Although statutory regulation is not currently in force, the Government has appointed the Independent Healthcare Advisory Services (IHAS) with the task of bringing forward a set of industry standards which the organization is currently working towards.

Sally Taber, director of IHAS, said: "There are no regulations except that Botox is a prescription-only medicine, and so the Medicines Act applies. We are in the process of bringing forward a set of standards for practitioners and introducing a shared regulation framework.

"Botox must be delivered in a safe environment and meet all the requirements of the Medicines Act. The giving of Botox must be restricted to appropriately trained doctors, registered adult nurses and dentists. We do not consider beauty therapists acceptable.

"We are trying to address the issue of inappropriate training, where certificates are given after a half day course for example. We are also strongly advising against buying Botox on the internet. It is highly dangerous to purchase any medication in this way.

"Who in their right mind would send for a syringe and a drug? The public have got to be more sensible and recognize the dangers associated with behaving in this way. There will always be people who are trying to get a quick buck and the public needs to be aware of this."

Ms Taber added that there is no place for Botox parties, where a group of (usually) women get together to socialize, where it is not only champagne and canapés on the menu, but also Botox. She stressed that giving injections to women who have been drinking wine is not the correct environment.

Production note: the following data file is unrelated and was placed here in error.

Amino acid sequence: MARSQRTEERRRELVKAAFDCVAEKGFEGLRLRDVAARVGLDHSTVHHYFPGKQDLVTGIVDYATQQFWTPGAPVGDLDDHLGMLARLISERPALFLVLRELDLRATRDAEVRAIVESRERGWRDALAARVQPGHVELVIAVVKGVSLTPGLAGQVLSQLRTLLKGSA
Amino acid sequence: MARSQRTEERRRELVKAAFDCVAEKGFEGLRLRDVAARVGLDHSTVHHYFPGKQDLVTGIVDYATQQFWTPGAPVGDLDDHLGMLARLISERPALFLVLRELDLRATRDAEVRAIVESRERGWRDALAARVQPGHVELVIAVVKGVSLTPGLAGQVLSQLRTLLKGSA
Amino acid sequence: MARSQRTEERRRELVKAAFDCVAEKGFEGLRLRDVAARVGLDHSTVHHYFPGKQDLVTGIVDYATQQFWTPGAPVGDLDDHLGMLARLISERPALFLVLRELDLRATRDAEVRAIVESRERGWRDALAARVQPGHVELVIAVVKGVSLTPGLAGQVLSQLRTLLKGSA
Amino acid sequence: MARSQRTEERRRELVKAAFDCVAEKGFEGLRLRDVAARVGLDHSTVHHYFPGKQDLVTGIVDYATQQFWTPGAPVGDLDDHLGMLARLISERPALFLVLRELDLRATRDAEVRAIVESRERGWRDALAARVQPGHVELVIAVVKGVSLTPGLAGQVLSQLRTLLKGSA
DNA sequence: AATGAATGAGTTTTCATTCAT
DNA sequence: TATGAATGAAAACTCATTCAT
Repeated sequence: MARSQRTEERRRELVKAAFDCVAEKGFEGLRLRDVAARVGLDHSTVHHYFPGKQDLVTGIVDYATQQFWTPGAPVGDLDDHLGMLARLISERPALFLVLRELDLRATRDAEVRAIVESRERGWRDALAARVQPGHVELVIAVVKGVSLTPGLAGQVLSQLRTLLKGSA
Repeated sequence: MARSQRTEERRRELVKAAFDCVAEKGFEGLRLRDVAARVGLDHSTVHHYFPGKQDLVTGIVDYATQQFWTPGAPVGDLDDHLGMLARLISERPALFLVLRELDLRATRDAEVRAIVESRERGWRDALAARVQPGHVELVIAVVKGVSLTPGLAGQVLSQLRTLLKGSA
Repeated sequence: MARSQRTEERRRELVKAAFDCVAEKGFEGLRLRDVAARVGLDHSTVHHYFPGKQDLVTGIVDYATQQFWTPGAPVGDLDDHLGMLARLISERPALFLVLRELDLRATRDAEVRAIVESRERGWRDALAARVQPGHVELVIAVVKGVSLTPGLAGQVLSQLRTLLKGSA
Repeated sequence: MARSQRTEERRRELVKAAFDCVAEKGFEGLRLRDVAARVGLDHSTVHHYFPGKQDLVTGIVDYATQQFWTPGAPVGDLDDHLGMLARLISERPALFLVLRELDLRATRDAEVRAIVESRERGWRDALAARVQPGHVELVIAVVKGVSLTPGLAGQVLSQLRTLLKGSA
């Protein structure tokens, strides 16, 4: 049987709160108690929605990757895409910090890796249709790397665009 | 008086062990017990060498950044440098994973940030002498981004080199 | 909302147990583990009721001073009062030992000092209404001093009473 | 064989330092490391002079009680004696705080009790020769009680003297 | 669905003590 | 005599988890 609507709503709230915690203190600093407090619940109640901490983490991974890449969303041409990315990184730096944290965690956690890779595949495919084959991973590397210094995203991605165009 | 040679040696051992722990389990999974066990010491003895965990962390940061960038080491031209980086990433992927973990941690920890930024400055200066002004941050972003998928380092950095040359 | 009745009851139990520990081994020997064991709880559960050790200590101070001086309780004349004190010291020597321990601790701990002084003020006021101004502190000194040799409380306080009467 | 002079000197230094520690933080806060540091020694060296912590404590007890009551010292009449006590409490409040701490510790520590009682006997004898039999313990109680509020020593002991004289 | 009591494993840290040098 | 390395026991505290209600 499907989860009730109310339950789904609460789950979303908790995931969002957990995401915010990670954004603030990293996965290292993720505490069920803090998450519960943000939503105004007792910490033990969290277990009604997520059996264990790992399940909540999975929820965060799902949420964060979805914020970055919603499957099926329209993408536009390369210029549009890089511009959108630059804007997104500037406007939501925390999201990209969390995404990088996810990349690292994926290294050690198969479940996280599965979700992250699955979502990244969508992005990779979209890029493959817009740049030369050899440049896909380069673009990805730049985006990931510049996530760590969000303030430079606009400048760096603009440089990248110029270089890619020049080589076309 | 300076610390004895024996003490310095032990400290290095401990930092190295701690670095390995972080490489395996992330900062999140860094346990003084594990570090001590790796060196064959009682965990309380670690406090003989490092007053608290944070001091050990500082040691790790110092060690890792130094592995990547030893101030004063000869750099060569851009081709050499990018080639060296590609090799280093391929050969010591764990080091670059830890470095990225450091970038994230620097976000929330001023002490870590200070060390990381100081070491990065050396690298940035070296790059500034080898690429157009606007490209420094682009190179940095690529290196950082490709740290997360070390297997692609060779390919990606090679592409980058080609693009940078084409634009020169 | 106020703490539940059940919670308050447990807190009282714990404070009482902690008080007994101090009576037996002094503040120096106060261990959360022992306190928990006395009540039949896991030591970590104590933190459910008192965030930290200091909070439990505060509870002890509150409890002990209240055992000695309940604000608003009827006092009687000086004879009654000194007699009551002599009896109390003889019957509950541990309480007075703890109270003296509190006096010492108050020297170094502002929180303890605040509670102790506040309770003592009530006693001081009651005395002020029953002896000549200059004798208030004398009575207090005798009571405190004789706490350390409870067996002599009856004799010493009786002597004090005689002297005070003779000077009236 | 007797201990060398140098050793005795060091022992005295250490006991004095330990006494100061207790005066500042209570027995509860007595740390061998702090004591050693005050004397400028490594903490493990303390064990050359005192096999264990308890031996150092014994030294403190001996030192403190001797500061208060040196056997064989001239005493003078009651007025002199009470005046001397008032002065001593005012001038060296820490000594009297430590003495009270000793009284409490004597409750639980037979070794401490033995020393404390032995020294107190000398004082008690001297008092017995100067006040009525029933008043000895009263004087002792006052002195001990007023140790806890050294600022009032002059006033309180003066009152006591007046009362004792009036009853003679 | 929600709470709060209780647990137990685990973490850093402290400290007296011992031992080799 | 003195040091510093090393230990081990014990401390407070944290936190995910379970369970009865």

Dr Curran also warns against this craze: "Only qualified people (doctors, dentists or nurses with prescribing rights) can prescribe and administer Botox and they should not be doing this at a party. In the view of the General Medical Council it may be considered a medical malpractice for a doctor to participate in a Botox party. The BACD is grateful to receive details of anyone behaving in this manner. Each patient should be in a position where they're having an assessment by someone with experience and that this person practices by the legal parameters.

"If, for example, a beautician is giving Botox in a party environment and the patient has never seen a doctor, they are breaching the Medicines Act. This is a criminal act. If you wish to have Botox by someone who disregards the law, you can expect them to disregard the patient's safety. You should expect to have a treatment in a safe medical environment. Then if you have a reaction, even a small one such as fainting, you are in the right environment."

So it seems that trying to cut the cost of the treatment could be at the expense of your wellbeing.

The last meeting to discuss Botox and dermal fillers regulations was scheduled for the beginning of July. Ms Taber said: "We are behind with the self-regulatory model because the minister has changed, but we have already identified the third party that will take the regulation and inspection forward.

"We are asking ministers for funding to reduce subscription and to get the quality mark that recognises that these people are adhering to standards. We would like to have it up and running by the end of this year."
Until the self-regulation model is in place, people are urged to carefully consider all the options when contemplating Botox. Gwen Davies suggests the following:

  • Ensure that the medical practitioner is adequately experienced and skilled in administering Botox. Ask to see their credentials and ask how long they've been practising for
  • Have a full consultation so that you are aware of any potential problems/issues before going ahead. You will also get an idea of what the treatment can do for you which will give you a realistic expectation of the treatment
  • Make sure that you read up and assess the aftercare policy/follow-up procedure, should anything go wrong
  • Take your time making your mind up, and don't let anyone rush you into making a decision